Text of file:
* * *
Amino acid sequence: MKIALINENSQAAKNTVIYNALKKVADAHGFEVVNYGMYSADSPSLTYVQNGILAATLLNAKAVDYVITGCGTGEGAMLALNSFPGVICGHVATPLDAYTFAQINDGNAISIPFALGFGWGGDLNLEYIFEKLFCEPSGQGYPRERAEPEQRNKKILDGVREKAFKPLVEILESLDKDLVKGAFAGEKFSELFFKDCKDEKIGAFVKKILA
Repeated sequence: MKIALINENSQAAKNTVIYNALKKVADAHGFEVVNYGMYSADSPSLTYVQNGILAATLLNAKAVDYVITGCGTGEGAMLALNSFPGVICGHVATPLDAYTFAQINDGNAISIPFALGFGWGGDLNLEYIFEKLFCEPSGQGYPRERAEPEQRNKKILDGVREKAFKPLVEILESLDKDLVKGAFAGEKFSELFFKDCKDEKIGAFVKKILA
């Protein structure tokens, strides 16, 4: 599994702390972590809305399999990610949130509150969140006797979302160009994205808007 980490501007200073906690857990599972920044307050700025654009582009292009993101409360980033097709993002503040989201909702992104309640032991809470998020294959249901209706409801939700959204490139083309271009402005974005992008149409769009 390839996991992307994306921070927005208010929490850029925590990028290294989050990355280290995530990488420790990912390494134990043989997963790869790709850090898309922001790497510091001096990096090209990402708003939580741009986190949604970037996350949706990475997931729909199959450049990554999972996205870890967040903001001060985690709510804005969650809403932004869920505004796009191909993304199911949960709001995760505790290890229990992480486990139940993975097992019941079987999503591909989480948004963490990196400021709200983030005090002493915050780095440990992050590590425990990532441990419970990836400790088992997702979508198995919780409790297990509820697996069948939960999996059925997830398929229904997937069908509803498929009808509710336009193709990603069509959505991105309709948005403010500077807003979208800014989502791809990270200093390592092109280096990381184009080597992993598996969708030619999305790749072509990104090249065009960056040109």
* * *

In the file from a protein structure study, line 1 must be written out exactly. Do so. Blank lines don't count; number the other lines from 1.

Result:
Amino acid sequence: MKIALINENSQAAKNTVIYNALKKVADAHGFEVVNYGMYSADSPSLTYVQNGILAATLLNAKAVDYVITGCGTGEGAMLALNSFPGVICGHVATPLDAYTFAQINDGNAISIPFALGFGWGGDLNLEYIFEKLFCEPSGQGYPRERAEPEQRNKKILDGVREKAFKPLVEILESLDKDLVKGAFAGEKFSELFFKDCKDEKIGAFVKKILA